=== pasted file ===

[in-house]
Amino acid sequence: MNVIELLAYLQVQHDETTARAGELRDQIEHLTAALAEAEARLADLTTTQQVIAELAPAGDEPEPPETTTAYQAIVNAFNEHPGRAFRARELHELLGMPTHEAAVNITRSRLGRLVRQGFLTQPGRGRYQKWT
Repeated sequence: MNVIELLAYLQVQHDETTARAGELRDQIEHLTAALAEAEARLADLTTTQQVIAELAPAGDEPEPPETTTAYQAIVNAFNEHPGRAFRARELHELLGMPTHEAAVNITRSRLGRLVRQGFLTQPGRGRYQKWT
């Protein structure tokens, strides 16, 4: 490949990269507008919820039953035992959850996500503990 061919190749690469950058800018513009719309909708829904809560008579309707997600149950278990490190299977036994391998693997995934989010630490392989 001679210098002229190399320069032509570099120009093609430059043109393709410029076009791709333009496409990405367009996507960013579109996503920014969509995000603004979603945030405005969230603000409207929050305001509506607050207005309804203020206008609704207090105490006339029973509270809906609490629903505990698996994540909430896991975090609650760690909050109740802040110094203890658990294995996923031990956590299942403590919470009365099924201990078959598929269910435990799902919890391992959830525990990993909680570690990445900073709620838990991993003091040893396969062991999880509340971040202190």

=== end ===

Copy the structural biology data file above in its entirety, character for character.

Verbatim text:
[in-house]
Amino acid sequence: MNVIELLAYLQVQHDETTARAGELRDQIEHLTAALAEAEARLADLTTTQQVIAELAPAGDEPEPPETTTAYQAIVNAFNEHPGRAFRARELHELLGMPTHEAAVNITRSRLGRLVRQGFLTQPGRGRYQKWT
Repeated sequence: MNVIELLAYLQVQHDETTARAGELRDQIEHLTAALAEAEARLADLTTTQQVIAELAPAGDEPEPPETTTAYQAIVNAFNEHPGRAFRARELHELLGMPTHEAAVNITRSRLGRLVRQGFLTQPGRGRYQKWT
């Protein structure tokens, strides 16, 4: 490949990269507008919820039953035992959850996500503990 061919190749690469950058800018513009719309909708829904809560008579309707997600149950278990490190299977036994391998693997995934989010630490392989 001679210098002229190399320069032509570099120009093609430059043109393709410029076009791709333009496409990405367009996507960013579109996503920014969509995000603004979603945030405005969230603000409207929050305001509506607050207005309804203020206008609704207090105490006339029973509270809906609490629903505990698996994540909430896991975090609650760690909050109740802040110094203890658990294995996923031990956590299942403590919470009365099924201990078959598929269910435990799902919890391992959830525990990993909680570690990445900073709620838990991993003091040893396969062991999880509340971040202190």